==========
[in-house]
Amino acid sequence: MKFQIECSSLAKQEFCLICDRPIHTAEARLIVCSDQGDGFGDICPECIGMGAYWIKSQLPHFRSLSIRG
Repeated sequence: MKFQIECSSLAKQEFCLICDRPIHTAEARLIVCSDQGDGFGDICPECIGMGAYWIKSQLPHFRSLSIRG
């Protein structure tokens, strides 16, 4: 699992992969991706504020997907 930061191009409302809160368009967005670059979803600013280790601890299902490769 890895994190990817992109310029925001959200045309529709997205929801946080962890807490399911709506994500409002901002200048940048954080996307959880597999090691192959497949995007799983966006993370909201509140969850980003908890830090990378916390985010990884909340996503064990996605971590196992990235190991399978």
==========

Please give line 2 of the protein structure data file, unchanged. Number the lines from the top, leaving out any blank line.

Amino acid sequence: MKFQIECSSLAKQEFCLICDRPIHTAEARLIVCSDQGDGFGDICPECIGMGAYWIKSQLPHFRSLSIRG